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Mediation is gaining an increased currency as a dispute resolution method, supported by recent European legislative developments. 

Recent developments like the issue of Directive 2008/52/EC on certain aspects of mediation in civil and commercial aspects of mediation in civil and commercial matters is testament that mediation is increasingly foreseen for the resolution of disputes.

The European Directive on certain aspects of Mediation. In essence, the Directive is aimed at encouraging the use of mediation in civil and commercial matters and in addition to make uniform across the Member States of the European Union the legal status of certain principles of the mediation practice. It is important to note that states are faced with the challenge of having to enact laws, regulations and/or administrative provisions which are consistent with the stated provisions in the Directive but all the Member States (excluding Denmark) are free to do so pursuant to laws of their own making.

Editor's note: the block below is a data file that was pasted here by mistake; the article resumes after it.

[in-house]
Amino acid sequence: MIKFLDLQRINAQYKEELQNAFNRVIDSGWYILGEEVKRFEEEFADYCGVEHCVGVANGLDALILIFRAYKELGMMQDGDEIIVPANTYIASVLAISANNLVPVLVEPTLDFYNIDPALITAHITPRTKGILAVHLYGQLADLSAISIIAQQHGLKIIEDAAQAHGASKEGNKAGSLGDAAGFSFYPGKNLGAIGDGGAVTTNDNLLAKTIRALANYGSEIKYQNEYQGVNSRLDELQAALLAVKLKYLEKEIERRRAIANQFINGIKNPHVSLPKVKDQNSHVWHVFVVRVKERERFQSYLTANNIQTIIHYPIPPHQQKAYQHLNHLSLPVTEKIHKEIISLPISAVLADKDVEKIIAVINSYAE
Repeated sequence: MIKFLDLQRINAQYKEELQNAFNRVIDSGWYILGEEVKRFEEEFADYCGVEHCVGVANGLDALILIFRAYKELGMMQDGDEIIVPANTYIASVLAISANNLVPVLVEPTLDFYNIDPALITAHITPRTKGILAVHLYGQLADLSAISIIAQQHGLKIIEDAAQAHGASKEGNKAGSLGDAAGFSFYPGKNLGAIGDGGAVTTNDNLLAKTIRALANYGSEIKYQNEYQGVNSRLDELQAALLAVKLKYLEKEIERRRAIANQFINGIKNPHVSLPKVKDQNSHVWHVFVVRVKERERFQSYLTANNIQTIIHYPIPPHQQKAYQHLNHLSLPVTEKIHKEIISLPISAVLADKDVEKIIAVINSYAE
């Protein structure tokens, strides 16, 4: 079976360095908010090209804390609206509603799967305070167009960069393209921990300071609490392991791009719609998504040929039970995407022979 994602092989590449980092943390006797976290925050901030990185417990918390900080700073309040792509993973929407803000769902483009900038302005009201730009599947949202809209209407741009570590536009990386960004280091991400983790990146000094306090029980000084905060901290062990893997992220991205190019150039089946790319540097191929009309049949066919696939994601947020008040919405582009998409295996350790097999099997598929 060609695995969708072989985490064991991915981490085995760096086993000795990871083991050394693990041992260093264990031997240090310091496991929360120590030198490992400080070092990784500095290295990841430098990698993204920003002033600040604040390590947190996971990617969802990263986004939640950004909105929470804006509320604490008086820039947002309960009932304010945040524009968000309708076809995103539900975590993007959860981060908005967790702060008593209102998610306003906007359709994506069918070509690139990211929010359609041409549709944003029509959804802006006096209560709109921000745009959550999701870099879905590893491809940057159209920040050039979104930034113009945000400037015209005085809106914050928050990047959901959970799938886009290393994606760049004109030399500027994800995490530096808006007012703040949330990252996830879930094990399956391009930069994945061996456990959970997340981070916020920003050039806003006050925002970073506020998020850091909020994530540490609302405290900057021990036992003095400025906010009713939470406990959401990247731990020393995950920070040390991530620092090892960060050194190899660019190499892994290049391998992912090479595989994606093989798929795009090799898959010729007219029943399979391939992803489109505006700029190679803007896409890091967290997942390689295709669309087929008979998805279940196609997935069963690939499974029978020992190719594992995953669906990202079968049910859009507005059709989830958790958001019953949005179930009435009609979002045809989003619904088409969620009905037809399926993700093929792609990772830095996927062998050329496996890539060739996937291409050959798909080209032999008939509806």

The Directive only applies to cross-border disputes which concern civil and commercial matters and it excludes, amongst other things, disputes in family, community law and administrative actions.The Directive requires Member States to make provision for enforcement of written agreements arising from mediation (providing both parties are agreeable) unless it is contrary to the law of the Member State or the Member State does not provide for its enforceability.

(c) Adrian Leopard & Company 2009

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